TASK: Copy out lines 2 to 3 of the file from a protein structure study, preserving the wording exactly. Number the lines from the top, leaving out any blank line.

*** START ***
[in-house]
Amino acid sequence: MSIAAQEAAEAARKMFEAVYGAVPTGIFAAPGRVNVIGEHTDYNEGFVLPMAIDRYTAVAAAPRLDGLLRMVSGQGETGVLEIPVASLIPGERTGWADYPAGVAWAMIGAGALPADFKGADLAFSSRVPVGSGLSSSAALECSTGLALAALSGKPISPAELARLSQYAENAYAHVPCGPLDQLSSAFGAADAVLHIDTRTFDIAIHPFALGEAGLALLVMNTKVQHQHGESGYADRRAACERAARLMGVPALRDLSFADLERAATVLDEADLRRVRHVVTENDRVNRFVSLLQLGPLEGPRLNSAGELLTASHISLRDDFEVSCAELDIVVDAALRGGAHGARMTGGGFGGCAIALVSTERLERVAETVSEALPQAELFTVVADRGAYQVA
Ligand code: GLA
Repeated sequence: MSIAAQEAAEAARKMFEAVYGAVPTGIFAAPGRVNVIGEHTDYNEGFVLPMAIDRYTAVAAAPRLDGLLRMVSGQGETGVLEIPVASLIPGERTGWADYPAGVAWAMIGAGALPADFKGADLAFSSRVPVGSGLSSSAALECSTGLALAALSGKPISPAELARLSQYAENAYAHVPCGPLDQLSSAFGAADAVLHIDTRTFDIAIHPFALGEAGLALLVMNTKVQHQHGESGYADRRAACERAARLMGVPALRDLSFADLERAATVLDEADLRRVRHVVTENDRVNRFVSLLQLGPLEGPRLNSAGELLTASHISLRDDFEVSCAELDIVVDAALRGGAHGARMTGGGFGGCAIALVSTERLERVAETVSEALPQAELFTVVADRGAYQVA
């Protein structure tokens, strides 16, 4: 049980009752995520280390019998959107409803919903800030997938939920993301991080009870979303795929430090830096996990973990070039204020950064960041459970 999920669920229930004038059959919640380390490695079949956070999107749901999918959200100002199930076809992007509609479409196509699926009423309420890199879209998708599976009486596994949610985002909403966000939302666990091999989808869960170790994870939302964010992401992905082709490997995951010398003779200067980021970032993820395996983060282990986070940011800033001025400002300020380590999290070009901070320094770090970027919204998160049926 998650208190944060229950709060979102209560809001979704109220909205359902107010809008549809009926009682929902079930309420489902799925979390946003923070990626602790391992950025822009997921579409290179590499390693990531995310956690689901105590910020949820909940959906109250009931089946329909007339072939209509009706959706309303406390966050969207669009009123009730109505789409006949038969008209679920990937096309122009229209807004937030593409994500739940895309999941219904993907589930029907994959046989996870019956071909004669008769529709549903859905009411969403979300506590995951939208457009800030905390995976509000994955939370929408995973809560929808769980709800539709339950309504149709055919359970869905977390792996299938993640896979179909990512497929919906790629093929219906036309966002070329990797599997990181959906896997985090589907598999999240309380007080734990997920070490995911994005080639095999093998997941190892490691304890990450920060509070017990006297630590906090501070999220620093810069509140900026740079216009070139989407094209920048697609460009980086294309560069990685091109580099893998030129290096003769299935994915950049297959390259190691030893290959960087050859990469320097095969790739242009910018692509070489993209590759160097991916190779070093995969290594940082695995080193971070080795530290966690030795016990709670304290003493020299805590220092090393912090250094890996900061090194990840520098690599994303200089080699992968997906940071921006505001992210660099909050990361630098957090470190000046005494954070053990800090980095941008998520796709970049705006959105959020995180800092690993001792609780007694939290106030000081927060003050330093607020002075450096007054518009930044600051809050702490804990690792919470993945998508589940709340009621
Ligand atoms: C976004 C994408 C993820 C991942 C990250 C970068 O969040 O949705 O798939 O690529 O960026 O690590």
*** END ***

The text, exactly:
Amino acid sequence: MSIAAQEAAEAARKMFEAVYGAVPTGIFAAPGRVNVIGEHTDYNEGFVLPMAIDRYTAVAAAPRLDGLLRMVSGQGETGVLEIPVASLIPGERTGWADYPAGVAWAMIGAGALPADFKGADLAFSSRVPVGSGLSSSAALECSTGLALAALSGKPISPAELARLSQYAENAYAHVPCGPLDQLSSAFGAADAVLHIDTRTFDIAIHPFALGEAGLALLVMNTKVQHQHGESGYADRRAACERAARLMGVPALRDLSFADLERAATVLDEADLRRVRHVVTENDRVNRFVSLLQLGPLEGPRLNSAGELLTASHISLRDDFEVSCAELDIVVDAALRGGAHGARMTGGGFGGCAIALVSTERLERVAETVSEALPQAELFTVVADRGAYQVA
Ligand code: GLA